aKademy Interview: Lars Stetten About Unix Accessibility

During the KDE Community World Summit 2004 "aKademy" the 'Unix Accessibility Forum' took place which gave possibility for handicapped persons to come in touch with Unix. We talked with Lars Stetten, a partially sighted computer science student from Giessen.

Dear Mr. Stetten, you study computer science in Giessen. How do you estimate
the situation for handicapped working with computers?

The current situation with Linux is not so good. Sure, the SUSE installation kernel has had
support for the braille line for many years, but you can't operate a graphical user interface
with this feature alone.

Is the support in Windows better?

There is only a tiny market for handicapped accessible software. There are some suppliers, but
their software is expensive and health insurance funds only pay for the cheapest software.
Unfortunately such software does not function properly in many cases and even
crashes from time to time.

Can you go into some details please?

This technology lies in between the driver and the application functionality and lacks flexibility. Let me
give you some examples: There is some software, that reads directly from the keyboard to preprocess key strokes. But this software
was written for the German keyboard layout only; it is not possible to use a keyboard with another layout.
I can, of course, connect another keyboard and configure my Windows box to use the proper layout for
the desktop, but the support for the partially sighted will fail because of the different layout! Another example from the
Windows world: There is a software screen magnifier, but when it is installed you will run into problems compiling as soon
as you try to write OpenGL applications, which makes debugging difficult. Nobody is searching for errors while running the
compiler in a software for screen magnification? And last I want to mention the text-to-speech software that can read out
the menu points from your browser, but not the content of a webpage!

So far we have just talked about visual impairments. What is about other handicaps?

Visual impairments are the most common handicaps. This is the reason why there are the most tools for this area. I know
that there are eyetrackers and headtrackers for those with a neuromuscular handicap. With these tools, which are known to
work well, you can control the mouse cursor or type text.

Can we say that the partially sighted won't need special hardware?

This is more or less the truth for visual impairments, but not those who are blind. In the GNOME project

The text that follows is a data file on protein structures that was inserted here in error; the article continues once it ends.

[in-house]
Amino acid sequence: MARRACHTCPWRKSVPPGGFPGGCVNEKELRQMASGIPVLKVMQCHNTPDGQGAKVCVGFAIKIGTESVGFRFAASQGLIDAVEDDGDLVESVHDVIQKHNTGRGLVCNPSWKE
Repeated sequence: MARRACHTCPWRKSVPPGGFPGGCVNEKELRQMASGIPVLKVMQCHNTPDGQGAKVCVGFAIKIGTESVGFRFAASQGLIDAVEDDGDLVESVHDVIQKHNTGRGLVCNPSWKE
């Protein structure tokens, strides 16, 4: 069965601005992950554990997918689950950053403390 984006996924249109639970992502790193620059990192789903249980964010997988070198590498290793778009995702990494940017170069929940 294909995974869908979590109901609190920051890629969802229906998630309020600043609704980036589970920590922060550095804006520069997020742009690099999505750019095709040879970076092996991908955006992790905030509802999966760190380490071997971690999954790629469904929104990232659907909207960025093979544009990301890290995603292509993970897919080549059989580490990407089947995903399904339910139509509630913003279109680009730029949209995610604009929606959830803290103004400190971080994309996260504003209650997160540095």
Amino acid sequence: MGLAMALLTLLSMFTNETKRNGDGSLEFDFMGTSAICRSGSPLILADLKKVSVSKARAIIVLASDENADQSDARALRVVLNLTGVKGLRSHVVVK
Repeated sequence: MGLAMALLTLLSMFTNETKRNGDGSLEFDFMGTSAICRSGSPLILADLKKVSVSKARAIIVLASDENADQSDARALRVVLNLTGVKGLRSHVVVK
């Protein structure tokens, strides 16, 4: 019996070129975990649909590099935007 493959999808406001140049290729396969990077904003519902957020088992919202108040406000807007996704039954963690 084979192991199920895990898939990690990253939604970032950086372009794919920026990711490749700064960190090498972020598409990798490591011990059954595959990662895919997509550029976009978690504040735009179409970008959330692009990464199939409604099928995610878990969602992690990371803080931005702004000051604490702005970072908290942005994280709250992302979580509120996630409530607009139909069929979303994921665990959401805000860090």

there is the support for visual impairments as part of the applications; Gnopernicus does this well, and supports
type-to-speech, the braille line and magnification for screen areas. Harald Fernengel from Trolltech built
support at the base on the toolkit Qt 4.0. If these classes are used by the application maintainers, KDE applications
based upon Qt 4 will be an enthralling prospect. Because the same API that GNOME uses will be used there will
be no difference between a KDE or a GTK application concerning accessibility. With KMouth, KMouseTool and
KMagnifier the KDE project has three tools for handicapped. With these tools the audio-visual output is
supported and mouse control for people with neuromuscular problems are improved. KMagnifier at last is a
screen magnifier.

But with alpha blending or hardware accelerated applications a software magnifier won't work. The
software will never know what the graphics adapter has rendered.

This is right. You can not magnify OpenGL graphics which such solutions. But particularly for using video
players like Xine or MPlayer there is a simple solution that doesn't require the installation of additional
software: it is easy to change the screen resolution to 320x240. So you can watch movies without
installation work.

Mr Stetten, we thank you for this interview and hope you have an interesting conference.

Dot Categories: 


by Jan (not verified)

The biggest problem for me is the languagebarrier. I don't speak englisch well enough to follow most discussions and it is very complicated for me to particiaption. Is it difficult to write something like babelfish on a open source basis? manylingual CMS and automatic translation/translation assistence of englisch texts is not good enough now, it will take a few years.

I would also like to filter my mails with the language used. How can I find automatically out what language used is in a mail?

by Andre Somers (not verified)

Writing translation software is *very* complex. I mean, really, really complex. I think that would be a huge undertaking to tackle as an open source project. Natural languages are extremely complex to deal with. One issue, for instance, is that a word in a language may have different meanings based on it's context. How, without some sort of understanding of the semantics of the text, will you choose the corresponding word in the other language?

Detecting what language is used in a text on the other hand is much simpler, and I think that systems exist that can do it. One - probably not sufficient - way would be to analyse frequencies of words in texts in a specific language and compare these to the frequencies of the words in the text you want to classify.

BTW: I guess from the errors in your English text that your native tongue is Dutch. Right?

by Corrin (not verified)